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Guidelines for the Elimination of Corporal Punishment in Schools (GECP)

GS Paper 4

 Syllabus: Applications of Ethics


Source: TH


Context: The Tamil Nadu School Education Department has released Guidelines for the Elimination of Corporal Punishment in Schools (GECP), focusing on safeguarding students’ physical and mental well-being.

The guidelines, issued jointly by the Director of School Education and the Director of Elementary Education, address various forms of harassment, in line with the Right to Education Act, 2009. Measures include awareness camps, prompt complaint resolution, and the establishment of monitoring committees at each school. Affirmative actions against corporal punishment and promoting a positive environment are also emphasized. District-level officers are instructed to ensure schools implement these guidelines effectively.


What is Corporal Punishment?

Corporal punishment refers to the use of physical force against students as a means of discipline or punishment in educational settings. It can include actions such as hitting, spanking, or other forms of physical punishment inflicted by teachers or school authorities on students.


Key legal provisions related to the prohibition of corporal punishment:

  1. Article 39 of the Constitution: Mandates the State to protect childhood and youth from exploitation, including physical and mental abuse.
  2. Right of Children to Free and Compulsory Education (RTE) Act 2009: Section 17 of the Act explicitly prohibits physical and mental harassment of children in schools, making it a punishable offence.
  3. NCPCR guidelines: The National Commission for Protection of Child Rights (NCPCR) provides guidelines for eliminating corporal punishment. This includes promoting positive engagement with children and establishing Corporal Punishment Monitoring Cells in every school to ensure compliance with anti-corporal punishment measures.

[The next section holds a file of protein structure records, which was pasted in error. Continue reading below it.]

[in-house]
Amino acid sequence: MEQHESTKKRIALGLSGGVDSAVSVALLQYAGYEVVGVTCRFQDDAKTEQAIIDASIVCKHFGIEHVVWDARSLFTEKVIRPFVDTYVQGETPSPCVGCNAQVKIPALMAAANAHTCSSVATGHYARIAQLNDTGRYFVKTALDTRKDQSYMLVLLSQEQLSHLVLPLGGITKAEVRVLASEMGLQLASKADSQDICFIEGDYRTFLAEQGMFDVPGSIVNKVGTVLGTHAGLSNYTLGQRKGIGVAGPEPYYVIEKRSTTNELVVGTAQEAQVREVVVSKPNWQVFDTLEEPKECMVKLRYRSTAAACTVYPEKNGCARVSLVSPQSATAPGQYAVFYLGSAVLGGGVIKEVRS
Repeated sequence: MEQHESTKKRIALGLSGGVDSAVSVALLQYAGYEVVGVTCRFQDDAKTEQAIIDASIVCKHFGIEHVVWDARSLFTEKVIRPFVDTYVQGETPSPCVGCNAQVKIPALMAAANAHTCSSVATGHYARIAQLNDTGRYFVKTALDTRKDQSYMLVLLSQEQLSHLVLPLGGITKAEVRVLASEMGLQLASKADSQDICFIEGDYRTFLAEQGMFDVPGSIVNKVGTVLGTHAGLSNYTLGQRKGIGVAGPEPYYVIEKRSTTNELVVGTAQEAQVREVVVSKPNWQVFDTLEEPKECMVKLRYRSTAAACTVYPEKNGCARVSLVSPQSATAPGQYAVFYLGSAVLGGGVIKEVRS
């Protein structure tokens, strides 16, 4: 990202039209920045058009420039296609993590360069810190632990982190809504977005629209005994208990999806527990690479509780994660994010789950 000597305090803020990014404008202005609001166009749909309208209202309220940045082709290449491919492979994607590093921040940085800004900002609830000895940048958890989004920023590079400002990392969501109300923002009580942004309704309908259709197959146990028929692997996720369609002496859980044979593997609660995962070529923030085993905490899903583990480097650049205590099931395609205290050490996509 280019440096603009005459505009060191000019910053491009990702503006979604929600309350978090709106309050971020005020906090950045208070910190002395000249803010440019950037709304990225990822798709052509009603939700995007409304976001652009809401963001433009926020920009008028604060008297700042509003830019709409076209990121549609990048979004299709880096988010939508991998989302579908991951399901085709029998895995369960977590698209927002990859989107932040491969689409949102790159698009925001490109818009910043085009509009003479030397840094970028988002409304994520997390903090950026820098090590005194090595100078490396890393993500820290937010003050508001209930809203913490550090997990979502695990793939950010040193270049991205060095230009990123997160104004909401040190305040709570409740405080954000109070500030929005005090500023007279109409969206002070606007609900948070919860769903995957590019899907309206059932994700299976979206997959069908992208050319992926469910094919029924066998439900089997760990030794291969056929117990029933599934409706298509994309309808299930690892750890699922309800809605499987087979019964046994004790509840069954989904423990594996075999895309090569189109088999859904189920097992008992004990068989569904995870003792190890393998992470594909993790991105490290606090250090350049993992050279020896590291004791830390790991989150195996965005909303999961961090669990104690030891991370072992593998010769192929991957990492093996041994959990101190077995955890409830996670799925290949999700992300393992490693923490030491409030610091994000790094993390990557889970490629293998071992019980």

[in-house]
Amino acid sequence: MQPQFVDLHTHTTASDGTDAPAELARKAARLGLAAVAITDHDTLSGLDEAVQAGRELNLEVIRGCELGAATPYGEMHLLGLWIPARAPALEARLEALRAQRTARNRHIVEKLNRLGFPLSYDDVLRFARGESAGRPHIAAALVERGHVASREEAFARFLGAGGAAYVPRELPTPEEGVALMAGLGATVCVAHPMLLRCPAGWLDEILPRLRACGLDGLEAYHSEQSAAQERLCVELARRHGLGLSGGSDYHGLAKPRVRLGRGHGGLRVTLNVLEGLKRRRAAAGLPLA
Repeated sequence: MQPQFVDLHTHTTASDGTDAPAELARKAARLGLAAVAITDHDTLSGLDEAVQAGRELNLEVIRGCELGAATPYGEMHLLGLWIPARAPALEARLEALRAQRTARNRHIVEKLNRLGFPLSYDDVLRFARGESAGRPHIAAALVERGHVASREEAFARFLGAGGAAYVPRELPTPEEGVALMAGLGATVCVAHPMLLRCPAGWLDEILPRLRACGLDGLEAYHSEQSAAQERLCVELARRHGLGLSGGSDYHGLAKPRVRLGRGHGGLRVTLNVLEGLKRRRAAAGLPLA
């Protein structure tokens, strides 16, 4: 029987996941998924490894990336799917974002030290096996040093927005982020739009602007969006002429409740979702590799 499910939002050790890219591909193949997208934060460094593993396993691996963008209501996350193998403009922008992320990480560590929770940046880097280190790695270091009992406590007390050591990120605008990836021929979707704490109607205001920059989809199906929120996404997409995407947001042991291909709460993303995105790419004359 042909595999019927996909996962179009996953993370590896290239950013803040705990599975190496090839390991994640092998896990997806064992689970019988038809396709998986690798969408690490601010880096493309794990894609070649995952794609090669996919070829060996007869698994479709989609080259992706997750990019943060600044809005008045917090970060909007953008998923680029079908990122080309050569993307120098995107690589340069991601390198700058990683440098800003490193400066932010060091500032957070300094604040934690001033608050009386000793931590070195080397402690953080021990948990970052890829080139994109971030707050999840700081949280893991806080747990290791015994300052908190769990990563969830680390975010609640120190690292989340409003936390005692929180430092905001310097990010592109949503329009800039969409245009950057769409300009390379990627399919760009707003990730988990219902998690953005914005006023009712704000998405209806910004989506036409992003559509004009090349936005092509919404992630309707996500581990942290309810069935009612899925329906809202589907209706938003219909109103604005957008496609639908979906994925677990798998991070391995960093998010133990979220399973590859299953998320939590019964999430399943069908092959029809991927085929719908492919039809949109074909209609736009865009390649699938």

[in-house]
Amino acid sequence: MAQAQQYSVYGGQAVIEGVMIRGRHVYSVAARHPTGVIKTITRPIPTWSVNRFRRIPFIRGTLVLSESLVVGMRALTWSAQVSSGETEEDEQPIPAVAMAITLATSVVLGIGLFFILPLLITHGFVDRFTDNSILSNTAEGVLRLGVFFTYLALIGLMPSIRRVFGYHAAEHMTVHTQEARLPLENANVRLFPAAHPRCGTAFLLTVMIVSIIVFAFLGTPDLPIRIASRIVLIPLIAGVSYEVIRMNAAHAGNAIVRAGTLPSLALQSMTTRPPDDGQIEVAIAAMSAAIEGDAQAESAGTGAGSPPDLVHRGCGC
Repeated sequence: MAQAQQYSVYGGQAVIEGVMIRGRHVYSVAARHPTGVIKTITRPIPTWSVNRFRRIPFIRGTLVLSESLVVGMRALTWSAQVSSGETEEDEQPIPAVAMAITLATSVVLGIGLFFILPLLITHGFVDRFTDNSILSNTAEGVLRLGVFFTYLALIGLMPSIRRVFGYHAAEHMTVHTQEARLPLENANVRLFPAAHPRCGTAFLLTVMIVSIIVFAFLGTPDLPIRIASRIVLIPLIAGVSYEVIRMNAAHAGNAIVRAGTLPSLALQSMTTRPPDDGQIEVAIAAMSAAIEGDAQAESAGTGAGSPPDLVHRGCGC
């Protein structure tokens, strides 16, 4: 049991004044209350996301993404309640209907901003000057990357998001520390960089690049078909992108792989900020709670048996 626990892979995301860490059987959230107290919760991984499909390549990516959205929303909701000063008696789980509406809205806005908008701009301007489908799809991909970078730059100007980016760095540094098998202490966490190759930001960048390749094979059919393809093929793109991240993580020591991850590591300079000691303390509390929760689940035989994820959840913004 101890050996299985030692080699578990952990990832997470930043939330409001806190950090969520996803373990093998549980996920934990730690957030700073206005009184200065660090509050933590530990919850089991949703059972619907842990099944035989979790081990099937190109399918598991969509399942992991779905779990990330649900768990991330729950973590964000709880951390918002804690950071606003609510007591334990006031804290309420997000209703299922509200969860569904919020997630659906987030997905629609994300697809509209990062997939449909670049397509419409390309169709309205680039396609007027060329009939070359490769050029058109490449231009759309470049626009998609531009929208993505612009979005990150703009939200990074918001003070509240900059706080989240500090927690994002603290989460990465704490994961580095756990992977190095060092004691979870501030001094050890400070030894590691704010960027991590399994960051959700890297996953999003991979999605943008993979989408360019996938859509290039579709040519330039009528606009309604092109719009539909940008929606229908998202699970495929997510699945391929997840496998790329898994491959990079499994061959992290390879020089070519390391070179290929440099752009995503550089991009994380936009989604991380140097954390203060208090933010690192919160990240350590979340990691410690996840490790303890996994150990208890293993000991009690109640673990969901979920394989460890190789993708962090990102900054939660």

Ethical Issues with Corporal Punishment:

Ethical Issue Description
Physical and psychological harm Corporal punishment can cause physical injuries, anxiety, low self-esteem, and other mental health issues.
Perpetuation of violence By using violence as a disciplinary measure, corporal punishment may normalize and perpetuate violence in society.
Discrimination and disproportionate impact Corporal punishment may be applied disproportionately or discriminatorily based on factors such as gender, race, or socioeconomic status.
Ineffectiveness as a disciplinary measure It may fail to promote positive behavioural changes or moral development, teaching children to fear punishment rather than learn from their mistakes.
Impact on education Corporal punishment can lead to higher school dropout rates and poor learning outcomes due to the atmosphere of fear and intimidation it creates in classrooms.



Thinker’s views on Corporal Punishments:

Thinker View on Corporal Punishment
Mahatma Gandhi Opposed corporal punishment, advocated for nonviolent methods of discipline and education.
Rabindranath Tagore Condemned corporal punishment, believed in nurturing individual creativity and moral development through positive reinforcement.
Maria Montessori Advocated against corporal punishment, and promoted child-centered education focused on nurturing independence and self-discipline.
Jean-Jacques Rousseau Opposed corporal punishment, believed in the natural goodness of children and the importance of freedom in education.
John Dewey Criticized corporal punishment, and emphasized experiential learning and democratic principles in education.